Saturday, March 3, 2012

Queenstown Chess Classic 2012

The Queenstown chess classic was again a great success thanks must go out to Grandmaster Murray Chandler for sponsoring a great event. All info can be found here including photo's and video clips.
The New Zealand championship was hotly contested coming into the last round. FM Michael Steadman and IM Paul Garbett were tied on 5.5 each but Paul had a lower rated opponent and Michael had a strong IM to deal with. IM Dive, FM Lukey
and FM Smith were half a point behind and looking to win their games. Unfortunately for Garbett he surprisingly lost his last round game and Steadman won! Capping off a great final two rounds beating a GM in round 8 along with the following win FM Michael Steadman was a deserving Champion for the his first.

Steadman,M (2275) - Van Riemsdijk,H (2401) [A58]Queenstown Classic Queenstown, New Zealand (9.8), 23.01.2012

1.d4 c5 2.d5 Nf6 3.c4 b5 4.cxb5 a6 5.bxa6 g6 6.Nc3 Bxa6 7.Nf3 d6 8.g3

So we have a Benko gambit where white has decided to take the pawn and why not when a win would guarantee a tie at minimum for the New Zealand championship. The other main line is..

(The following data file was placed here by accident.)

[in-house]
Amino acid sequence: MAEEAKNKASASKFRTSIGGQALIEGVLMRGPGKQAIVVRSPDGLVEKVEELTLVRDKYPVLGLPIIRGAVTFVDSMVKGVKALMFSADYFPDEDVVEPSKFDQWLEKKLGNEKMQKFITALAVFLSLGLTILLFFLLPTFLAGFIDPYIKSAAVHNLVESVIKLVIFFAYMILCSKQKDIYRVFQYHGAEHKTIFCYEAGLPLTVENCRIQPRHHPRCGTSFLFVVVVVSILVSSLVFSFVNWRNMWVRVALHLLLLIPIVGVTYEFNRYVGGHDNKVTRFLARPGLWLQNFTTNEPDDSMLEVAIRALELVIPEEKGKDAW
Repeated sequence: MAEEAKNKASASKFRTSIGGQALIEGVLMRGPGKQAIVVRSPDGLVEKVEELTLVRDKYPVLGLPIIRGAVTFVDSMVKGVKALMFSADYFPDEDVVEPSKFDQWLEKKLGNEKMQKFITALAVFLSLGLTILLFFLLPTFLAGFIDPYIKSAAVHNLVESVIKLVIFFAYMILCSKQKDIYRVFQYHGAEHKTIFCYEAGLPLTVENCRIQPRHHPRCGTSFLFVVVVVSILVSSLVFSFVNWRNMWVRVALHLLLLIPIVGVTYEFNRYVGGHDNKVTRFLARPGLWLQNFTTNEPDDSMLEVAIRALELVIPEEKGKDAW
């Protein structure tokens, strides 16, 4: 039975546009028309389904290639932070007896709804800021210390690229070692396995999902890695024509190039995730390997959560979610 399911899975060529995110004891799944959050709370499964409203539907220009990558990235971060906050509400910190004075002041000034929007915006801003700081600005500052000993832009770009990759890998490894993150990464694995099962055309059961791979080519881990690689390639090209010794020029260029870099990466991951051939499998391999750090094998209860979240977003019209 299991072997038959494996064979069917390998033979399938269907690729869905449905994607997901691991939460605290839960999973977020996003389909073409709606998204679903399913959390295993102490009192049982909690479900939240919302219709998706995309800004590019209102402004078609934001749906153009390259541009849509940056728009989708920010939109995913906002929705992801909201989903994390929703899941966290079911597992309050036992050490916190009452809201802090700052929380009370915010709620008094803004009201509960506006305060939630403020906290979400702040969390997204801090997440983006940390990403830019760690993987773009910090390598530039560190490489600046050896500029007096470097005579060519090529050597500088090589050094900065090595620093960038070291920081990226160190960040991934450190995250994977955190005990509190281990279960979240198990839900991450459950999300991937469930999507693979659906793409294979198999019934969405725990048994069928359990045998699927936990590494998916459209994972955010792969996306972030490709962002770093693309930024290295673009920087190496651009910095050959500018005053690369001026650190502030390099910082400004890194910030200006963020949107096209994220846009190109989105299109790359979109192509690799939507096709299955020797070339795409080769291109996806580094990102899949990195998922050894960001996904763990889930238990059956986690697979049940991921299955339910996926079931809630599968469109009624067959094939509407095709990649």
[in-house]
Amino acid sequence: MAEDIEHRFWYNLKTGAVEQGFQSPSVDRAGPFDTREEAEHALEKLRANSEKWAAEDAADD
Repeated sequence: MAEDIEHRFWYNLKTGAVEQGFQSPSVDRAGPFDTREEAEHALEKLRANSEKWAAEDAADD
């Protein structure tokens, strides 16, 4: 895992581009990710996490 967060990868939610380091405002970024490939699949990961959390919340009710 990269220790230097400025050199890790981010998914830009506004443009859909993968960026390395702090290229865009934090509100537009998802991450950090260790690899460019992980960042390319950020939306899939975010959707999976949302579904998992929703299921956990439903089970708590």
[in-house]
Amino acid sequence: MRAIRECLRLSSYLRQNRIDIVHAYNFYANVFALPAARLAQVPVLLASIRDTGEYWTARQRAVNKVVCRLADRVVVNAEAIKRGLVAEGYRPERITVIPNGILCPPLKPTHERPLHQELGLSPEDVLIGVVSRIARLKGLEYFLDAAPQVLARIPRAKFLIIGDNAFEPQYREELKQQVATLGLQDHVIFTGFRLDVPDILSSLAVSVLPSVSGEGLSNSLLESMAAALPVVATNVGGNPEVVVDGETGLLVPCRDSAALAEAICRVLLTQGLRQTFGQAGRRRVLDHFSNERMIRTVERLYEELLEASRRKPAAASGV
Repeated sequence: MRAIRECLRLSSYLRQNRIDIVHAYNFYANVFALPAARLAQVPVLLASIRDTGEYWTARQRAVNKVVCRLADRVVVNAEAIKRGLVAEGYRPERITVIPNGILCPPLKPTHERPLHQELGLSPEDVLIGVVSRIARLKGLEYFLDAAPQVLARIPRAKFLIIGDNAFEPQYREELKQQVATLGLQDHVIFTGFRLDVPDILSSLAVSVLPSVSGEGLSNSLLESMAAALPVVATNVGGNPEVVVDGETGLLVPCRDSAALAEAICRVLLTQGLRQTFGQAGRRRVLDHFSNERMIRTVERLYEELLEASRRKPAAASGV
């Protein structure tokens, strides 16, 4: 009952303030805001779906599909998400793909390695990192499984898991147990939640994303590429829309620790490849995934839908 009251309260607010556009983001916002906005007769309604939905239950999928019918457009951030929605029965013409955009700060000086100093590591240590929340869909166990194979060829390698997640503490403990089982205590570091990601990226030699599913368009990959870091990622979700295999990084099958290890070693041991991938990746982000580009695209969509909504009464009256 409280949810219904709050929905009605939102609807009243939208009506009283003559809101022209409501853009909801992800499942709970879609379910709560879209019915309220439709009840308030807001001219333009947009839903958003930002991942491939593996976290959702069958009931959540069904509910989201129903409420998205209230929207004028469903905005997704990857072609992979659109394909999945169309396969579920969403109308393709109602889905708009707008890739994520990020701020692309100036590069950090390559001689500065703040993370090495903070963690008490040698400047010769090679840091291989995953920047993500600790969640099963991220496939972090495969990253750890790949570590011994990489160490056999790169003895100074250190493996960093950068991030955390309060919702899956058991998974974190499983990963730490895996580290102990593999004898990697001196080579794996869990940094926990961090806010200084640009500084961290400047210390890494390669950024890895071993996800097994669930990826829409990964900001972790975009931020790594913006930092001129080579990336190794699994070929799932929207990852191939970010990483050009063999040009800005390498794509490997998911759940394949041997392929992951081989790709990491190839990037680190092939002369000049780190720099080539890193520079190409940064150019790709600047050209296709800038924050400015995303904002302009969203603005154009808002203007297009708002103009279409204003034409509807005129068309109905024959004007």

8.e4 Bxf1 9.Kxf1 Nbd7 10.g3 Bg7 11.Kg2 0-0 12.h3 Qb6 (12...Nb6 13.Re1 Nfd7 14.Bf4 Qb8 15.Qe2 Na4 16.Nxa4 Rxa4 17.e5 Nb6 18.b3 Rxf4 19.gxf4 Nxd5 20.Qc4 e6 21.Rad1 dxe5 22.fxe5 Qa8 23.Qxc5 Nf4+ 24.Kg3 Nh5+ 25.Kg2 Nf4+ 26.Kg3 ½-½ Karpov,A-Adianto,U/Cap d'Agde 2002/) 13.Re1 Rfb8 14.e5 dxe5 15.Nxe5 Nxe5 16.Rxe5 Qb7 17.Qf3 h6 18.Re2 Rd8 19.Be3 Nd7 20.Rd1 Ra6 21.Bf4 g5 22.Bc1 Ne5 23.Qe4 c4 24.Kh2 Qd7 25.f4 f5 26.Qe3 Nd3 27.fxg5 h5 28.Qf3 h4 29.gxh4 Bxc3 30.bxc3 Qxd5 31.Qxd5+ Rxd5 32.Rxe7 Rxa2+ 33.Kg3 Ra1 34.h5 f4+ 35.Kh4 Raa5 36.h6 Rxg5 37.Bxf4 Rh5+ 38.Kg3 Rhf5 39.Rb1 Ra8 40.h7+ Kh8 41.Be3 Rd5 42.Bd4+ Rxd4 43.cxd4 c3 44.Rc7 Rd8 45.Rxc3 Rxd4 46.Rd1 Nf4 47.Rxd4 Ne2+ 48.Kf3 Nxd4+ 49.Ke4 Ne6 50.Kf5 1-0 Gabrielian,A-Bologan,V/Aix-les-Bains FRA 2011/
8...Bg7 9.Bg2 Nbd7 10.0-0